A report just published by the scientific journal Nature suggests that global warming resulting from human activity could set back the next ice age by another 100,000 years. The last ice age blanketed much of Europe and North America in think ice sheets, and ended around 12,000 years ago.
Another ice age soon would be devastating for many ecosystems and species on earth, and would likely lead to mass extinctions. Another ice age would also be devastating for human life and civilisation, as well as significantly reducing cultivatable land and agricultural yields.
While climate change is invariably couched in negative terms, the findings of this project, led by climate modeller Dr Andrey Ganopolski gives us further cause to reflect on the potential positive impacts of climate change, specifically relating to the warming of the environment.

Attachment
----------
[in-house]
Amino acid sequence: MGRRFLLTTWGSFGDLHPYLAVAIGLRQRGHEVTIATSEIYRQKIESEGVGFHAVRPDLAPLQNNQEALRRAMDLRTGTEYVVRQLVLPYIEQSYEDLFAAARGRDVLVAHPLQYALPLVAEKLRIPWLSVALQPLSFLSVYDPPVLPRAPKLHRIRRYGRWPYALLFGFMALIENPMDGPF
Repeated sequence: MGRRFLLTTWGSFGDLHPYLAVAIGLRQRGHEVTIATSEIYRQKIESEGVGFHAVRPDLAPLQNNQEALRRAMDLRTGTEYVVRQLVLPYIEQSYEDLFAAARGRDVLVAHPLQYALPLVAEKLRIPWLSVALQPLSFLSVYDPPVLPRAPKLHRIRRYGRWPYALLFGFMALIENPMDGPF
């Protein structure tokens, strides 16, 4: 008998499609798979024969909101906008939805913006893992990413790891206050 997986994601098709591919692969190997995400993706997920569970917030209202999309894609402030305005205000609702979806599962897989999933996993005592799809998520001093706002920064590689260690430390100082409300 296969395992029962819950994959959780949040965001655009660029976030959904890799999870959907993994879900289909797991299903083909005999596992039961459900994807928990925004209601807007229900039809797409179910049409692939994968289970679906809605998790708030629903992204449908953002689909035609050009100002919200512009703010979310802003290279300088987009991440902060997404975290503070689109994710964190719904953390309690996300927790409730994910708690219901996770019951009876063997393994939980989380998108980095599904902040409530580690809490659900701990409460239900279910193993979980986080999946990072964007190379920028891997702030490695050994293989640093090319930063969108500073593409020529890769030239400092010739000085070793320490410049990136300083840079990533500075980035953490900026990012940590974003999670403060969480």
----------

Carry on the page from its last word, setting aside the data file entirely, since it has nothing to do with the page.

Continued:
Over the last 30 year we had heard a steady stream of doomsday prophecies that the end is nigh, yet during the same time the earth has markedly ‘greened’, particularly around the world’s the most arid regions. As it turns out, carbon dioxide has a “fertilization effect.” Oh, you haven’t heard about that? Unfortunately researching the potential positive impacts of anthropogenic climate change is not as exciting as prophesying that we only have a few more years left before the world explodes, nor does it attract the same kind of funding.
The last thing life on earth wants is another ice age anytime soon. If anything, the warming of the environment is likely to lead to many positive impacts for life as warmer periods from the geological record already testify. It is precisely this which we should hear more about.
It’s the XYZ